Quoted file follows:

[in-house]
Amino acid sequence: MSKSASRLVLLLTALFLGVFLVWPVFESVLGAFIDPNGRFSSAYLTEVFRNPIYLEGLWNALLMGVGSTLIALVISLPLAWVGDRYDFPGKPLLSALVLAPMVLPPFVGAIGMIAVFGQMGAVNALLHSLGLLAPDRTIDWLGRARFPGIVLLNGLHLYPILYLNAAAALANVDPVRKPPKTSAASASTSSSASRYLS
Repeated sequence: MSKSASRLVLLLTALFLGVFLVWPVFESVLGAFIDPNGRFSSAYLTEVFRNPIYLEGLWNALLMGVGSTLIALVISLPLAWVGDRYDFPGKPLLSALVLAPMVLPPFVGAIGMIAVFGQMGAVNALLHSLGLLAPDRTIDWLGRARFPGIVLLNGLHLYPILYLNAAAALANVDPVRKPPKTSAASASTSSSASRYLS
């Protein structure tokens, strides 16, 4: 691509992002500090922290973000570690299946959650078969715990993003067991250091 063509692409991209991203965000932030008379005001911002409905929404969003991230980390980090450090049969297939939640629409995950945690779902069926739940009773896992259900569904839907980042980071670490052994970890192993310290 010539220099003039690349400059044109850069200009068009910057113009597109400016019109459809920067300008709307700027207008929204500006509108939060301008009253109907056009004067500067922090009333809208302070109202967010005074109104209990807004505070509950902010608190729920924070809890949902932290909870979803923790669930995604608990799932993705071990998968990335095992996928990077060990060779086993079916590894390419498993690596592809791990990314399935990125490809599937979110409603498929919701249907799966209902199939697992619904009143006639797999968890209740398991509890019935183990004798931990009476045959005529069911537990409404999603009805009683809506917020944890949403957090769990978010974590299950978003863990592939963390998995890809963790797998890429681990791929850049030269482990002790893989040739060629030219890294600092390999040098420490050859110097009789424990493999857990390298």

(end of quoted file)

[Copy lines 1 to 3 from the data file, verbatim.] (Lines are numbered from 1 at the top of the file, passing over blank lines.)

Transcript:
[in-house]
Amino acid sequence: MSKSASRLVLLLTALFLGVFLVWPVFESVLGAFIDPNGRFSSAYLTEVFRNPIYLEGLWNALLMGVGSTLIALVISLPLAWVGDRYDFPGKPLLSALVLAPMVLPPFVGAIGMIAVFGQMGAVNALLHSLGLLAPDRTIDWLGRARFPGIVLLNGLHLYPILYLNAAAALANVDPVRKPPKTSAASASTSSSASRYLS
Repeated sequence: MSKSASRLVLLLTALFLGVFLVWPVFESVLGAFIDPNGRFSSAYLTEVFRNPIYLEGLWNALLMGVGSTLIALVISLPLAWVGDRYDFPGKPLLSALVLAPMVLPPFVGAIGMIAVFGQMGAVNALLHSLGLLAPDRTIDWLGRARFPGIVLLNGLHLYPILYLNAAAALANVDPVRKPPKTSAASASTSSSASRYLS